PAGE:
Time once again for a run down of some of the new and noteworthy articles in the current literature. All of these are from the October/November issues. As always, please keep in mind this in no way a comprehensive list; simply items that have caught my attention from a selection of peer-reviewed journals. Links lead to PubMed abstracts; from there you can choose what’s worth a.) paying for; b.) a pilgrimage to your nearest medical library; or c.) downloading via the full-text access you possibly have at your disposal. To be honest, it was kind of a light month; not nearly so much grabbed me in my rounds of the recent stuff.
Thanks to everyone who sent me the head’s up on this one–I love when readers forward events to me (hint). The Ash Institute for Democratic Governance and Innovation at the Harvard Kennedy School is sponsoring a webinar November 12th, from 3-5pm ET: Can You Predict lethal Intimate Partner Violence? Participation is free of charge; you can register for the session here.
I love when readers (especially readers abroad) send me links I never would have run across otherwise: this summer in London, the UK hosted their inaugural digital safety conference, which “brought together thought leaders, policy makers, legal professionals, law enforcement agencies, government representatives, educators, industry leaders and those committed to protecting civil liberties to consider the health, reputation and environment of the digital world”.
Sorry for the lack of wrap-up last week–things were fairly hectic and the Sustainability site got a bit neglected. We’re back this week, though, and you’ll find some good stuff there:
- A reminder to check up on the continuing conversation over at the OVC web forum. While I still have yet to hear back from colleagues on a couple questions I put out there for more nuanced feedback, I have been able to get to the majority of posted questions.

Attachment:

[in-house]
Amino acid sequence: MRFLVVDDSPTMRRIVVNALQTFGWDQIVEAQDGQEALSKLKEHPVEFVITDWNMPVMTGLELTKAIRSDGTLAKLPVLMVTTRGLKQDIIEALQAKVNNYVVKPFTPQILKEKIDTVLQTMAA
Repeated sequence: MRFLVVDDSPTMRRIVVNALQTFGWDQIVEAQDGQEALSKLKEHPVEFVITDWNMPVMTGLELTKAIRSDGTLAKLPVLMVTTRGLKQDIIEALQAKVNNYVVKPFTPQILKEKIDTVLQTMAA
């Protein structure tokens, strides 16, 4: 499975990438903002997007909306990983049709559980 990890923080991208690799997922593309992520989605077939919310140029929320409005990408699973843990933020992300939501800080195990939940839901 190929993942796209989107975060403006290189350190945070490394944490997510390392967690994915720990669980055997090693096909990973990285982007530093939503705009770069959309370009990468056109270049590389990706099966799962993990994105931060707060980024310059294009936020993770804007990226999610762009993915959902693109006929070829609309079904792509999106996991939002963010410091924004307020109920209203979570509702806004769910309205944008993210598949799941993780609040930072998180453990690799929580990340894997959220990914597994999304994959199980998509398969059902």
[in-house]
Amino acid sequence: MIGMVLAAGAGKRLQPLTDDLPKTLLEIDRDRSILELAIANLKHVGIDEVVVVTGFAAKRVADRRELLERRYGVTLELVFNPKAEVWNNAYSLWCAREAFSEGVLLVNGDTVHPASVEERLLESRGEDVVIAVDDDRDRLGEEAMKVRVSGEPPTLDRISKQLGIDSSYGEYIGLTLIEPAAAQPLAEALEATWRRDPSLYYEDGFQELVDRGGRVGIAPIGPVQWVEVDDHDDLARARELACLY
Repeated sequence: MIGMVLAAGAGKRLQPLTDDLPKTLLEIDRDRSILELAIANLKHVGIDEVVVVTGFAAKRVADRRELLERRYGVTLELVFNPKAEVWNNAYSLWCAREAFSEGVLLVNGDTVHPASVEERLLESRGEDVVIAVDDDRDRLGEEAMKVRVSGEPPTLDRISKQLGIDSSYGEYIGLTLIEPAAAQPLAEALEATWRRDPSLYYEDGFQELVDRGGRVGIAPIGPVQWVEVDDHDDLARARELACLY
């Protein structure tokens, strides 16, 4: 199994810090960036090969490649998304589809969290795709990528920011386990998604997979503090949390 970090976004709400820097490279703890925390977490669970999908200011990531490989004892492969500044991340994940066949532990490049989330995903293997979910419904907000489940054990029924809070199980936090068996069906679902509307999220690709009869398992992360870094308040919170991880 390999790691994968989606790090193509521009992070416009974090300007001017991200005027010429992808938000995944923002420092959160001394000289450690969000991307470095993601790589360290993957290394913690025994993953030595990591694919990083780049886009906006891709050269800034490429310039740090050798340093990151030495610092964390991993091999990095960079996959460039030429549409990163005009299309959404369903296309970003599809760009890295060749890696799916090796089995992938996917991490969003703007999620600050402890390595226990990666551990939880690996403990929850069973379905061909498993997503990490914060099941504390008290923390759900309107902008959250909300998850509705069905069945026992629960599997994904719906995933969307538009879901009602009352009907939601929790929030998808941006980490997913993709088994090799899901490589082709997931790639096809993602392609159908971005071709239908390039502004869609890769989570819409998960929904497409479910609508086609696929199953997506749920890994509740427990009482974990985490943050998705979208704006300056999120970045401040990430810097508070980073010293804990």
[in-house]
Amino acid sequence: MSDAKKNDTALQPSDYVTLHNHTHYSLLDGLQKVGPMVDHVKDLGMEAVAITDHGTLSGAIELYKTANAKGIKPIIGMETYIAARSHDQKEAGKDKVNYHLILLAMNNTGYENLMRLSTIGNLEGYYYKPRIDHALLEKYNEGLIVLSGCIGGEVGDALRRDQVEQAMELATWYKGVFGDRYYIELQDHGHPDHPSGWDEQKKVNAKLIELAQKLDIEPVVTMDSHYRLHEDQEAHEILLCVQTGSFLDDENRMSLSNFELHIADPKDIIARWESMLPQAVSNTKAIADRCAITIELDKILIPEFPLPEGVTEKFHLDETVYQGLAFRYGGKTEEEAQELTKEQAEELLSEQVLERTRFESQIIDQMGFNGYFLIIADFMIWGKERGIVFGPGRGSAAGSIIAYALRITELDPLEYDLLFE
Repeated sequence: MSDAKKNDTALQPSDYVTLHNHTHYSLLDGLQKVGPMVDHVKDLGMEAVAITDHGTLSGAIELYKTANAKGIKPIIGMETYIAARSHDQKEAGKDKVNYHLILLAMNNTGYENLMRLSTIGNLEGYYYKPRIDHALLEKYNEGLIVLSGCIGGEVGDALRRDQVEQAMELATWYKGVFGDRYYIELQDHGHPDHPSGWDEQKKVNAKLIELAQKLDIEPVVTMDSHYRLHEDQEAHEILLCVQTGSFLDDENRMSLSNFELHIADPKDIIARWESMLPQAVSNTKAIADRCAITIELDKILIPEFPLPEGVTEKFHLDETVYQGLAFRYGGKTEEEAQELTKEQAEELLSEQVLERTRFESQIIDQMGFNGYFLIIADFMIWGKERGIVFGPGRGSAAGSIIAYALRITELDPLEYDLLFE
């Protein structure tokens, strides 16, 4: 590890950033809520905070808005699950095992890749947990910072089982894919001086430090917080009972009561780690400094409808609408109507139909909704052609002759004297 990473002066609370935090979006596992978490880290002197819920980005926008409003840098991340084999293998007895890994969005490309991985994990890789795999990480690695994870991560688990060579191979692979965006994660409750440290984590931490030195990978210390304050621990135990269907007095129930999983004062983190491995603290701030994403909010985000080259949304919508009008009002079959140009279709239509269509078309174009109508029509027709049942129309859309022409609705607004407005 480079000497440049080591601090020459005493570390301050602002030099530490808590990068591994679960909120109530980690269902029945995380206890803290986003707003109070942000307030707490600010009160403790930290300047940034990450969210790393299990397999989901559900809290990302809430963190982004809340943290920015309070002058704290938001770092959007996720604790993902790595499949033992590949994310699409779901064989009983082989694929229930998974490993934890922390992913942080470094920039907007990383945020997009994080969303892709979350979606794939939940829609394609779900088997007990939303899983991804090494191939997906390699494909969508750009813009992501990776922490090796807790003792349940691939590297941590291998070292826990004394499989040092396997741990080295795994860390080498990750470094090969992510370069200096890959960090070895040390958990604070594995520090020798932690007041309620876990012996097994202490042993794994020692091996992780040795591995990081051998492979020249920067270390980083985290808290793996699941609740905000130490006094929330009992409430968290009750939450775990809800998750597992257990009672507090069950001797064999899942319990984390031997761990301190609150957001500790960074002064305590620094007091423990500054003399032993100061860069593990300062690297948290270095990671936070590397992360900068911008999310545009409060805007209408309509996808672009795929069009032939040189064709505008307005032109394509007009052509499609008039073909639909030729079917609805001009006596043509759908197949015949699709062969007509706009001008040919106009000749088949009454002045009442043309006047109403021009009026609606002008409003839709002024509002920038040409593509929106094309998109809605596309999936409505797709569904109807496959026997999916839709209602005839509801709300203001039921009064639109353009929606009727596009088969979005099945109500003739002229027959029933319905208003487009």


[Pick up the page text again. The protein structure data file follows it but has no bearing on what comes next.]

- A great piece on leadership and being an energizer for your team
- A webcast of Dr. Rebecca Campbell speaking about the impact of SANE programs on the criminal justice system. There are 4 videos altogether.
Today’s a call day for me, and I’m stuck in my windowless office at the DOVE Program. But that may be okay, because it is a cold and rainy day here in the CLE. Hope it’s a bit more hospitable wherever you are…
Time once again for a run down of some of the new and noteworthy articles in the current literature. All of these are from the September/October issues (with the exception of one published in late August, but newly available electronically). As always, please keep in mind this in no way a comprehensive list; simply items that have caught my attention from a selection of peer-reviewed journals. Most links lead to PubMed abstracts (except for one free full-text article); from there you can choose what’s worth a.) paying for; b.) a pilgrimage to your nearest medical library; or c.) downloading via the full-text access you possibly have at your disposal.
Dr. Jacquelyn Campbell is one of this year’s keynote speakers for the IAFN Scientific Assembly in Atlanta later in the month. Many of you are familiar with her research on intimate partner violence and lethality. Earlier in the year, Men Can Stop Rape invited Dr. Campbell to address their participants at the Men and Women as Allies National Conference on the Primary Prevention of Men’s Violence Against Women. Her presentation focused on forced sex by a range of intimate partners.
The Missouri Children’s Trust has an archived podcast on their site from Dr. Linda Chamberlain on the early brain development of children. In the podcast, she discusses how witnessing domestic and other violence impacts developing brains. Access is free: listen to it online or download it to your iPod for future use.